Opera, the Norwegian browser company that’s focused its attention on phones in recent years, has released an alpha version of Opera 10.0 for Windows, OS X, and Linux. Despite the epochal-sounding version number, Opera 10 doesn’t look to be a great leap forward compared to Opera 9.6, the current version. Opera says it’s faster, scores a perfect 100 on the Acid3 Web standards test, can auto-update itself, has inline spell-checking, and lets its e-mail client delete old mail off the server. All of which sounds either incremental or like it’s playing catchup with other browsers such as Firefox.
(I’ve been playing with the Alpha, mostly because I’m curious whether the speed boost is perceptible: It does feel faster than Firefox 3.0. On some pages. But not others. Basically, I think the speed of my Internet connection has far more impact on how snappy the Web is than the speed of my browser.)
Opera 10.0 may not be a huge whoop, but Opera is still worth checking out–even 9.6 is a solid browser, and an underappreciated one. (Browser market share studies show that it has less than one percent usage; it’s 1.68% here on Technologizer.) Compared to IE, Firefox, Safari, and Chrome, Opera feels like more of a power-user tool out of the box, with built-in e-mail, a cool speed dial feature which shows bookmarks in thumbnail form (replicable via Firefox add-on), and a pretty sophisticated architecture for running widgets that live outside the browser window. (I’m listening to Pandora via one such widget right now.) If you’re a browser junkie like me and haven’t revisited Opera recently, it’s worth a look.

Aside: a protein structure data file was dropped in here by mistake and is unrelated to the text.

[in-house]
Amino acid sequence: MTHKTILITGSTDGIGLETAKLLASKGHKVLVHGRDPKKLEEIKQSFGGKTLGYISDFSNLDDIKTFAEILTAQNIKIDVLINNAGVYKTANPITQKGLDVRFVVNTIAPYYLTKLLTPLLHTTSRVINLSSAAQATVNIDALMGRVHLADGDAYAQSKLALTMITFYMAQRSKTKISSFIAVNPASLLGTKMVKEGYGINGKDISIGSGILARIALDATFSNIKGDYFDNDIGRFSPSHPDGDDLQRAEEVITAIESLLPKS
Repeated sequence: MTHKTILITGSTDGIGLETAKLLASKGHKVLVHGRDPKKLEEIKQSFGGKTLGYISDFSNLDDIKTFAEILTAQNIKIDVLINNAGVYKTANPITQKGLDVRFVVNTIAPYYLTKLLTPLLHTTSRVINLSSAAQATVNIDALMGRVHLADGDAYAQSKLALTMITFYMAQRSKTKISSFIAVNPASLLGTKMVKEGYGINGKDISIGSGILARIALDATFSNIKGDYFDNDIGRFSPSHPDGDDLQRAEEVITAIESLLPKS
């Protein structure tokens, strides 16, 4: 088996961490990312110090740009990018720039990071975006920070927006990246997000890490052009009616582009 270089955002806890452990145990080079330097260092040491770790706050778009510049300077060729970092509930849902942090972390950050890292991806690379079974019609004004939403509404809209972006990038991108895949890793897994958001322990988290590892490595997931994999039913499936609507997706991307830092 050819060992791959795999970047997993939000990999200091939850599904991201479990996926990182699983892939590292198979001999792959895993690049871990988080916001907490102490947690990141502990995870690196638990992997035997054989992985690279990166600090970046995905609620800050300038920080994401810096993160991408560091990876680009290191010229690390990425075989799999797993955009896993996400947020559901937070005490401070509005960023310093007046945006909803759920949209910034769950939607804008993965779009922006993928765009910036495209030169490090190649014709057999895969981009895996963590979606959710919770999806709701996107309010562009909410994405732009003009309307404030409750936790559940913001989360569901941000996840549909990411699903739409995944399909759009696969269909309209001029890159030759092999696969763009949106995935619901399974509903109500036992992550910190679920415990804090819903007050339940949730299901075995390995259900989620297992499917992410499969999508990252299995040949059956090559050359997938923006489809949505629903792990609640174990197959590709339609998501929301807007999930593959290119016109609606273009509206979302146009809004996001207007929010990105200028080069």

It’s striking, though, how hard it is for a browser–or any application–to introduce truly striking new features by the time its version number nears or reaches double digits. Opera isn’t alone: Internet Explorer 8.0 and Firefox 3.0 are also upgrades to venerable products that have more in the way of technical improvements than groundbreaking functionality. (If Firefox counted all the versions of Netscape and Mozilla that it builds on, dating all the way back to 1994, its version number would be a lot higher.)
And of all the major browser companies, Opera seems to have the least things working in its favor. Microsoft gets to put IE on every Windows PC, making it the planet’s dominant browser (even if its share is slowly degrading). Firefox is the work of a huge open-source community, and its massive add-on library is reason enough for many people to use it. Apple gets to put Safari on every Mac. Google has huge incentive to pour effort into Chrome, and an awesome distribution pipeline if it chooses to use it. Flock, which remains my primary browser, has a well-defined niche.
Opera? Well, it’s widely used on phones, so the company has an opportunity to do interesting things involving tying the desktop and mobile experiences together. But aside from Opera Link, a bookmark-syncing utility that isn’t supported by all versions of the browser, it hasn’t done much to date.
Still, I love the fact the Web circa late 2008 has room for so many browsers. And tell you what: I’m going to switch to the Opera 10.0 alpha as my main browser for the next few days, and report back on my experiences.